Don't you just hate when real life gets in the way of book-related woolgathering?
And you thought you had problems.
Matthew Swift, urban sorcerer, fragrant vagrant (but he took his A-levels, so cut him some slack!), has been dead for two years. Generally, most people tend to stay that way, or at least come back with an insatiable craving for brains and sporting a few spots of decay here and there. However, when he comes back to life (of course he does, otherwise there'd be no story. Come on, keep up guys), he brings something else back with him: the electric blue angels. He is possessed by the spirits of all the words whispered into the phone lines, the echo of all things said and feelings unanswered, brought to life by hundreds of years of humans pouring themselves into the wires. On top of his already impressive (if sloppy) urban sorcery, the power of a million immortal angels bubbling around in his blood makes him something of a formidable force, despite the lingering smell of garbage and sewer that follows him around. No seriously, he has Sebastian St. Cyr's track record of clothing destruction, but cares half as much.
Normally, having a million screaming voices of human empathy and suffering riding piggyback is kind of a lot to deal with, but on top of that Swift needs to deal being three years dead and waking into a world where it seems like everything is trying to kill him.
But you know, that's no excuse for bad hygiene.
The book was rapidly losing me -- Griffin's prose tends to wind in on itself in interesting but ultimately exhausting stream-of-consciousness styles -- until the scene where Swift and a woman named Oda are chased into the Underground. Swift is oddly insistent they properly swipe their Oysters into the turnstiles, despite the urgency of the situation and the small matter of their imminent demise. And here we witness one of the greatest scenes in the whole book.
Big scary monster Hunger, who killed Matthew once and yearns to do it again, tears into the tunnel after them and is repelled by an invisible force field -- all because Matthew Swift is invoking that most sacred of London Magics: no ticket, no entry.
And I was hooked.
The London which Griffin introduces us to is unapologetically filthy and ripe with the stenches of a million rotting garbage bags (as is Swift himself), bursting with the noises of screeching metal and clacking trains, and gusting with the smoke from a million exhaust pipes. It's the London you don't see in the postcards, the real urban landscape that is as much alive as anyone there. This is the magic of the city, which Matthew Swift taps into as easily as breathing.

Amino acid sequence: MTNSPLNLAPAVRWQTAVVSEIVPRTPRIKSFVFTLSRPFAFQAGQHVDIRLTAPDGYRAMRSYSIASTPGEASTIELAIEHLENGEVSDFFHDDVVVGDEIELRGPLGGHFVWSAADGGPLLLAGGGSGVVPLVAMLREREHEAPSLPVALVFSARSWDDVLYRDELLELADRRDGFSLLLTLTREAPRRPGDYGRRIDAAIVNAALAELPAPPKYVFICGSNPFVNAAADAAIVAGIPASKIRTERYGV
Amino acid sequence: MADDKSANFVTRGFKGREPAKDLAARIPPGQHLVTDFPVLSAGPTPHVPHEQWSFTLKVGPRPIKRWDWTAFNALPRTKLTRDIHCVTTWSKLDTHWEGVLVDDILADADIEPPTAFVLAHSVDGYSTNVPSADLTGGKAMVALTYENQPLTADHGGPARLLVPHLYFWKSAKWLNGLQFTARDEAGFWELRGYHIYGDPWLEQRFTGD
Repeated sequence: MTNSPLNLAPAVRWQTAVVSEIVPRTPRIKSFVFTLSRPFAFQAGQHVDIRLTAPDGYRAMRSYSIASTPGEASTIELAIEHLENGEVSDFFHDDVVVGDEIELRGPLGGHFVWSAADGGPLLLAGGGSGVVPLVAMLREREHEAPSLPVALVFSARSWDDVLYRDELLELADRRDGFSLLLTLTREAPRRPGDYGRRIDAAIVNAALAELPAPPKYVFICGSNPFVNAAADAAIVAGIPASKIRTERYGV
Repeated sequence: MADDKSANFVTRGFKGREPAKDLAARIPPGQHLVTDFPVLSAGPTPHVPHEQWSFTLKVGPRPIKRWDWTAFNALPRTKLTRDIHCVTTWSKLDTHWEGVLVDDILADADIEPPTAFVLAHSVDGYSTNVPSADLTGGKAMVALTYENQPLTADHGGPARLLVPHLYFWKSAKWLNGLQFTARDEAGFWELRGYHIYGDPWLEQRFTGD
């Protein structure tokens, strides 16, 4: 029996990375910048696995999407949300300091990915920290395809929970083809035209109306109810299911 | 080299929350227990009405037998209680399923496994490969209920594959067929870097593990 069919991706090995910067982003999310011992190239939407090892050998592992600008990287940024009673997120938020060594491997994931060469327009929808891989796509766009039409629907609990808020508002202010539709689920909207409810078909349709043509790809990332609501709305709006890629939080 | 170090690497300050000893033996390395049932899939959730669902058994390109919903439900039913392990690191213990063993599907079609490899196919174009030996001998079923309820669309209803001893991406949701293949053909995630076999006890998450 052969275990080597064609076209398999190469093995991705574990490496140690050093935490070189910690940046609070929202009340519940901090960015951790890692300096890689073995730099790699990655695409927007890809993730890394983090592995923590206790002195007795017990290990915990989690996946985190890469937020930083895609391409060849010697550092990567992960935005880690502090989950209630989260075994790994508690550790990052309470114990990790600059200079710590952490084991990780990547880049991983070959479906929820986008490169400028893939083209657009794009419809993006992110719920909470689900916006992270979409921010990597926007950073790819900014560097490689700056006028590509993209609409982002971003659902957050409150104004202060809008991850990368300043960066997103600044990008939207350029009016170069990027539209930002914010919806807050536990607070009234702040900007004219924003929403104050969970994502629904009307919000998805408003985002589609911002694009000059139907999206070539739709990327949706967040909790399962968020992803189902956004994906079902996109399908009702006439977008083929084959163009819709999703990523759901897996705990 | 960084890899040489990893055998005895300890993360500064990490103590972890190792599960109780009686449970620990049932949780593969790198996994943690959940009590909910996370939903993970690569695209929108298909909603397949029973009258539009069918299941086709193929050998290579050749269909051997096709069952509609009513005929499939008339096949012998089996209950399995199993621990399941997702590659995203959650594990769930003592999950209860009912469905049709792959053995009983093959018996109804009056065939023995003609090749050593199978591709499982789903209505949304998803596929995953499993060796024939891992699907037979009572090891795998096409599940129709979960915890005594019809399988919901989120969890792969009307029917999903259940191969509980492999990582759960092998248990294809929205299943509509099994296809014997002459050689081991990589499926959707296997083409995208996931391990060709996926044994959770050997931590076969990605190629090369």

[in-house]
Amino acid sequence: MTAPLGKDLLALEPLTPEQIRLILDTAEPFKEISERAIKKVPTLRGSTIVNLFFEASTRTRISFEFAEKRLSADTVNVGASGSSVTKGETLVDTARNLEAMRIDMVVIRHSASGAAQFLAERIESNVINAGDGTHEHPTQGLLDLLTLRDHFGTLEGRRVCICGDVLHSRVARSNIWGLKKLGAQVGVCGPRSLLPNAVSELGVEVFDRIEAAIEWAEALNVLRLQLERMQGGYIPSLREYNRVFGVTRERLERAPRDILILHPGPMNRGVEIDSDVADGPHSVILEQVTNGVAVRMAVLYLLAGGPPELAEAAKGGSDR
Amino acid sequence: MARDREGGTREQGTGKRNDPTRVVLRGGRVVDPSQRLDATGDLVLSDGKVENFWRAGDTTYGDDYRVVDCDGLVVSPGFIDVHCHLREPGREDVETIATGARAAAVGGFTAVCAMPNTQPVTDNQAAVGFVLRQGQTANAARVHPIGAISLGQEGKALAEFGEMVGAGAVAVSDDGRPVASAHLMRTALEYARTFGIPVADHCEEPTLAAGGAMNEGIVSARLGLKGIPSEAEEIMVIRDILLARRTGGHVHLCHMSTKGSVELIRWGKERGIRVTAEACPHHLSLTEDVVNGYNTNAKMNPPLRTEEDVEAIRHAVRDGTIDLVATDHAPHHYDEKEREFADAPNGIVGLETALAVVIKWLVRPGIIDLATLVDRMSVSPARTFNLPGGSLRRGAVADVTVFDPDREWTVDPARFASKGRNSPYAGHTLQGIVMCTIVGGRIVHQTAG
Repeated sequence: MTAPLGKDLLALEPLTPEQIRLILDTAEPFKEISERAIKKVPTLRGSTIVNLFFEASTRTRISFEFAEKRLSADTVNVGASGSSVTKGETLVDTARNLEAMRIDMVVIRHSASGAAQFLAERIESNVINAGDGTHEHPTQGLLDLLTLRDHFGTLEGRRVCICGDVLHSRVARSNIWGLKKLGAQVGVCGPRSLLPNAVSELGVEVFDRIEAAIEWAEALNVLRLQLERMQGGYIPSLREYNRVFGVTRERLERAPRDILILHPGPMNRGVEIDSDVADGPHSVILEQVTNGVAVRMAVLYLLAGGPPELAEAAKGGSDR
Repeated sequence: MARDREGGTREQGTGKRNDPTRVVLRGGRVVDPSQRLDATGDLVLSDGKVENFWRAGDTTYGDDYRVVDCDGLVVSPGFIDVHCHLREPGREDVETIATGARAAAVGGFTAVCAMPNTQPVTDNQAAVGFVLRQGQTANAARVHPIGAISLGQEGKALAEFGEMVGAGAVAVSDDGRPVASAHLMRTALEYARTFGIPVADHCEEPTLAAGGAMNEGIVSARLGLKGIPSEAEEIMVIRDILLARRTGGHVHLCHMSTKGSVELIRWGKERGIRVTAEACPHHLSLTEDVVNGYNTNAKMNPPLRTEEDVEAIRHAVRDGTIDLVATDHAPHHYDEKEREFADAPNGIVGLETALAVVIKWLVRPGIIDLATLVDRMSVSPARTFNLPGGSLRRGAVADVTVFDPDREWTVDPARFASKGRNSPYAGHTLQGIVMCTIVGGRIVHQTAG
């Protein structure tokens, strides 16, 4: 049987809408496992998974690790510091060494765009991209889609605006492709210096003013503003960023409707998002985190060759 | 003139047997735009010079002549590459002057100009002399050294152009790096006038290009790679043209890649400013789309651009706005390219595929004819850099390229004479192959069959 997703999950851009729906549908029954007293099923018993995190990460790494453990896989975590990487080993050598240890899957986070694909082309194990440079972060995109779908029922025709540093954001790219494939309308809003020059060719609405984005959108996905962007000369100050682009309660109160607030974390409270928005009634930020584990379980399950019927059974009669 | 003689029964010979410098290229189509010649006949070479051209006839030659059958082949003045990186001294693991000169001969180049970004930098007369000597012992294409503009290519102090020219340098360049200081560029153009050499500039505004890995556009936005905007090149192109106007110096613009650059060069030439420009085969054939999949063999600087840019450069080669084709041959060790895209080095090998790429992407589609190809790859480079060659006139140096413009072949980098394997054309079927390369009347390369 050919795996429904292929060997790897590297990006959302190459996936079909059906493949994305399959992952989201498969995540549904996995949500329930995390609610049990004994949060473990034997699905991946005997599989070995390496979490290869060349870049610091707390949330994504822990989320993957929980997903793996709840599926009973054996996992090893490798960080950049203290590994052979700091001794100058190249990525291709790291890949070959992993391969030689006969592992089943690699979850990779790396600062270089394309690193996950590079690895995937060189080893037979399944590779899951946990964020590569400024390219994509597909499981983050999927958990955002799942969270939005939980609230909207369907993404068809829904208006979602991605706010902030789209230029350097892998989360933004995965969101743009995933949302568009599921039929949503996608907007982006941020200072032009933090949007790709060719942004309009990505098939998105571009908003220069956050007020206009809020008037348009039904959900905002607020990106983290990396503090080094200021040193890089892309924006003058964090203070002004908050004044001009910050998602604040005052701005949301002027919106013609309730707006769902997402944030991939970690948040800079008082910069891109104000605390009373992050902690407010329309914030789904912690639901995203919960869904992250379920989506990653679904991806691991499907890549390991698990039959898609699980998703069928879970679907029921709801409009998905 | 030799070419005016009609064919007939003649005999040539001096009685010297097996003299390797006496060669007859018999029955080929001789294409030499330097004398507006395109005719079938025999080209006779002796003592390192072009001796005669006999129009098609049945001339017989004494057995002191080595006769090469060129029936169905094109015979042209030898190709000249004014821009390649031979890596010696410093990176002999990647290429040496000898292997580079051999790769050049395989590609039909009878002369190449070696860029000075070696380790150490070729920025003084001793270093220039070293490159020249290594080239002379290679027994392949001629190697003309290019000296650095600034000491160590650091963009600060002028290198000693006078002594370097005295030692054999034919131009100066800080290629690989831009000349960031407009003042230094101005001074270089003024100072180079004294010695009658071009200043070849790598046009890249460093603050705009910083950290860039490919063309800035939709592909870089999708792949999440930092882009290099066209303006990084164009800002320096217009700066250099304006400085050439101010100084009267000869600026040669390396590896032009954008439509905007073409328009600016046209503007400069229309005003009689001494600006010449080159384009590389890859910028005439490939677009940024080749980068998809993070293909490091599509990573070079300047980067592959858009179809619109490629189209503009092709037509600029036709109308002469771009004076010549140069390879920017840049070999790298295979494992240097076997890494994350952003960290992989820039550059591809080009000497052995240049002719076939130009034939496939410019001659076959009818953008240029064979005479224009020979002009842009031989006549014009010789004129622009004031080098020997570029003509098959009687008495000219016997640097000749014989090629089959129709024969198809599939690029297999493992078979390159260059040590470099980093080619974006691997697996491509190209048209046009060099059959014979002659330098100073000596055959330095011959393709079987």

It's been a really long time since magic in a story really amazed me. After J.K. Rowling hit the scene, most feats of fictional magic have just been flashes in the pan, and equally exciting. Griffin's urban magic the most inventive kind of wizardry I've read in ages, and the most exciting -- every time someone starts working magic, my metaphorical ears prick up because it's always something new. Who would have thought a Sudoku book and a trashy romance novel can serve as appropriate sacrifices to the spirits of commuters? Or that a guardian spirit of London would take the form of a dragon made of faded and forgotten street signs?
Griffin's imagination is absolutely bursting with exciting new ways to look at the world around you, and this, if anything, is the core concept of the book. Griffin's villains are all men and women who see magic as something to be exploited for power and money. Except they've got a very limited view of it, as Swift soon shows them. Magic isn't life -- life is magic, if you only bothered to look at it.
Read if you don't mind magic that's far less squeaky clean than your average Hogwarts textbook or heroes who really need a bath.